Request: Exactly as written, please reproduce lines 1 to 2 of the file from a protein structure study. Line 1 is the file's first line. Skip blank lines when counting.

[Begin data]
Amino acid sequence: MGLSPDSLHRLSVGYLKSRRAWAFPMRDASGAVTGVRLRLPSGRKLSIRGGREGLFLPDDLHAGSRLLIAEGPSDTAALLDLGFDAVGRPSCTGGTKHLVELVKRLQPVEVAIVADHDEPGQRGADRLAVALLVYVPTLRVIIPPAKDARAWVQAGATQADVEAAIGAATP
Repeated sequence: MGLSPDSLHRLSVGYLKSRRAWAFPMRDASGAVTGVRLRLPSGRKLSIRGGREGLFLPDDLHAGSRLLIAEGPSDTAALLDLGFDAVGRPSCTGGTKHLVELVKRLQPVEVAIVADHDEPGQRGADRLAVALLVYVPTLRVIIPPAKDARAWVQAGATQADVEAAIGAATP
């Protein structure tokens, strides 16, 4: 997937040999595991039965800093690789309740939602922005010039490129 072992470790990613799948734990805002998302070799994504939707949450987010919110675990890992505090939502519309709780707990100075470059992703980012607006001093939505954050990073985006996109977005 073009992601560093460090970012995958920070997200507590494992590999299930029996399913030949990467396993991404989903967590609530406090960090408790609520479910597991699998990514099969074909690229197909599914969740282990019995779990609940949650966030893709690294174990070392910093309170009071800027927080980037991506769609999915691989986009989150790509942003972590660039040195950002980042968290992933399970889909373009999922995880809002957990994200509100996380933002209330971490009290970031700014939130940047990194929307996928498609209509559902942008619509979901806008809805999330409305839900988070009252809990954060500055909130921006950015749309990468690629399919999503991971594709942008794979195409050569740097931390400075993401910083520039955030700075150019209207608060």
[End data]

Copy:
Amino acid sequence: MGLSPDSLHRLSVGYLKSRRAWAFPMRDASGAVTGVRLRLPSGRKLSIRGGREGLFLPDDLHAGSRLLIAEGPSDTAALLDLGFDAVGRPSCTGGTKHLVELVKRLQPVEVAIVADHDEPGQRGADRLAVALLVYVPTLRVIIPPAKDARAWVQAGATQADVEAAIGAATP
Repeated sequence: MGLSPDSLHRLSVGYLKSRRAWAFPMRDASGAVTGVRLRLPSGRKLSIRGGREGLFLPDDLHAGSRLLIAEGPSDTAALLDLGFDAVGRPSCTGGTKHLVELVKRLQPVEVAIVADHDEPGQRGADRLAVALLVYVPTLRVIIPPAKDARAWVQAGATQADVEAAIGAATP